As things now stand, the Indians are in great shape for the rest of this season. They have as good (or nearly as good) a chance to win the World Series as any of the other seven teams who seem overwhelmingly likely to reach the playoffs. If that happens, they’ll profit handsomely from it, and they might well be able to roll some of that money into their 2017 payroll and make another great run next year. If it does happen, though, it won’t be because of Miller. He did have a significant impact on the team’s wins Sunday and Tuesday, registering two-inning holds in each contest, but that just made him unavailable Wednesday, when the roof caved in. Relief pitchers, in general, just can’t change a game that way.
Of course, if it doesn’t happen, focus will shift much more readily to the team’s medium- and long-term futures, and I’m not sure Indians fans will like what they see. The 2017 team looks competitive, but nothing like the juggernaut it would project to be if it had Lucroy at a little more than $5 million on the books. Beyond that, some mixture of progressing salaries, mounting injury risk, and inevitable decline will take the shine off the club’s dominant pitching staff. They do still have some talent in the farm system, but they no longer have either the depth to be sure of a bumper crop, nor the short-term firepower that could make a trade of Clint Frazier, Justus Sheffield, and others relatively painless.
It’s not entirely clear how hard the Indians tried to make the Lucroy deal happen, after he showed reticence. They were never going to dissolve his 2017 club option. They certainly could have offered to double its value. Should they have? From the sound of things, they could have been more clear about their commitment to using him to his fullest potential. Should they have? I would guess that they should have, but we can’t know for sure, and we don’t know that it would have made any difference, anyway. We don’t know, because the timing of the Miller sizzle and the Lucroy fizzle was so overlapping as to be almost simultaneous, whether Cleveland had any chance to walk away from the Miller deal after the Lucroy one fell through. I believe they should have done so, if they had that chance, but it would be fascinating to know whether they did. Do they believe Miller alone was worth the package they surrendered? It’s possible that they do.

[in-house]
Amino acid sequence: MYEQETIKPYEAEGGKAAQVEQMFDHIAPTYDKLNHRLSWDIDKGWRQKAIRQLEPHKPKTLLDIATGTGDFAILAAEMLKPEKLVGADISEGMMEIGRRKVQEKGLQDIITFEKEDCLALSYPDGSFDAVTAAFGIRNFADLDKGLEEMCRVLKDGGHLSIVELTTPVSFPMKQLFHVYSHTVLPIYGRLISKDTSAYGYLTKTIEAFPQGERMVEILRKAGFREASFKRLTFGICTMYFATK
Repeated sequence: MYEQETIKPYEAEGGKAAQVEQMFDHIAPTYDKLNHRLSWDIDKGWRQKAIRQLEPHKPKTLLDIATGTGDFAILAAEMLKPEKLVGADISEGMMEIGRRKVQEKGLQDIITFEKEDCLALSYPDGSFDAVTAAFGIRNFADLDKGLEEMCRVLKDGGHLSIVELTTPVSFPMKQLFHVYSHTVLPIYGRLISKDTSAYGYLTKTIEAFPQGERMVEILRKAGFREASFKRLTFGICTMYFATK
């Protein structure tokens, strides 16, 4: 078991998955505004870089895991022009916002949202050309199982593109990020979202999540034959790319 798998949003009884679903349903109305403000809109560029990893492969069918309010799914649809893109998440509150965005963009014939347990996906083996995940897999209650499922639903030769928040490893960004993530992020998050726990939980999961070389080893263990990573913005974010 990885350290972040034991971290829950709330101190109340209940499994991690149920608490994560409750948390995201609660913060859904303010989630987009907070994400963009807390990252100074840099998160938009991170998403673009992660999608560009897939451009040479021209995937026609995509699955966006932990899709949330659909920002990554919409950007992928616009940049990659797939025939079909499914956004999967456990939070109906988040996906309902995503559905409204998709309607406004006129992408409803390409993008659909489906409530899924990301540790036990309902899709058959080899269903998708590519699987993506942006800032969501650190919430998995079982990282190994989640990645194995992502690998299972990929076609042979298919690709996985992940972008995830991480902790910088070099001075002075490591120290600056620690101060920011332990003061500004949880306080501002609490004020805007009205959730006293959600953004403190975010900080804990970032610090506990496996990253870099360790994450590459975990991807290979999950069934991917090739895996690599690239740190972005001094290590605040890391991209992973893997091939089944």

We know they were eyeing Twins catcher Kurt Suzuki as a lesser potential solution to their catching problems. Were the Twins more assertive or aggressive in their asking price after seeing the Lucroy deal come apart? That might help explain why the Tribe turned, instead, to Tampa Bay, electing to reinforce the outfield instead.
Left with so many questions, I’m hesitant to levy harsh criticism against the Indians front office. Maybe they should have worked harder to make sure a Lucroy deal would go through, before building their deadline strategy around it. Maybe they should have worked harder to get the deal done, offering some inducements to Lucroy to ensure they would have two good, hard knocks at the door before their window begins to tighten. Bad luck played at least some role here, though, and two and a half weeks out, all I can say with any certainty is that the dominoes don’t seem to be falling in the Indians’ direction.